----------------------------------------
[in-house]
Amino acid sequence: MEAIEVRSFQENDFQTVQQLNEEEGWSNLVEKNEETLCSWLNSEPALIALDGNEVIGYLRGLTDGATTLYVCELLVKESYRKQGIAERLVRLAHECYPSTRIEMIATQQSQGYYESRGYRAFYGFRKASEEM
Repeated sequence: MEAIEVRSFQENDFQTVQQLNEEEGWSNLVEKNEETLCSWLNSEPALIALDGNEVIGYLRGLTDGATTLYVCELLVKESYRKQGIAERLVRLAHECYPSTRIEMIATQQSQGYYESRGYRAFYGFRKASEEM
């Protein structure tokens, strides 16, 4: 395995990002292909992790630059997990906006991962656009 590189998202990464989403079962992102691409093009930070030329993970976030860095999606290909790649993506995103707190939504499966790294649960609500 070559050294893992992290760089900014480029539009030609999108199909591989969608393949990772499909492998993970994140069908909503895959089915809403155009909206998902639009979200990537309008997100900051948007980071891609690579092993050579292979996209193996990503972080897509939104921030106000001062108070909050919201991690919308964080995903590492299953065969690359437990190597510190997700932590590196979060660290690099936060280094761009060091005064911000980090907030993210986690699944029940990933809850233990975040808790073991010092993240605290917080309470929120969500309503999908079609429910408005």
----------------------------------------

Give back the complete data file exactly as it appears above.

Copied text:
[in-house]
Amino acid sequence: MEAIEVRSFQENDFQTVQQLNEEEGWSNLVEKNEETLCSWLNSEPALIALDGNEVIGYLRGLTDGATTLYVCELLVKESYRKQGIAERLVRLAHECYPSTRIEMIATQQSQGYYESRGYRAFYGFRKASEEM
Repeated sequence: MEAIEVRSFQENDFQTVQQLNEEEGWSNLVEKNEETLCSWLNSEPALIALDGNEVIGYLRGLTDGATTLYVCELLVKESYRKQGIAERLVRLAHECYPSTRIEMIATQQSQGYYESRGYRAFYGFRKASEEM
């Protein structure tokens, strides 16, 4: 395995990002292909992790630059997990906006991962656009 590189998202990464989403079962992102691409093009930070030329993970976030860095999606290909790649993506995103707190939504499966790294649960609500 070559050294893992992290760089900014480029539009030609999108199909591989969608393949990772499909492998993970994140069908909503895959089915809403155009909206998902639009979200990537309008997100900051948007980071891609690579092993050579292979996209193996990503972080897509939104921030106000001062108070909050919201991690919308964080995903590492299953065969690359437990190597510190997700932590590196979060660290690099936060280094761009060091005064911000980090907030993210986690699944029940990933809850233990975040808790073991010092993240605290917080309470929120969500309503999908079609429910408005």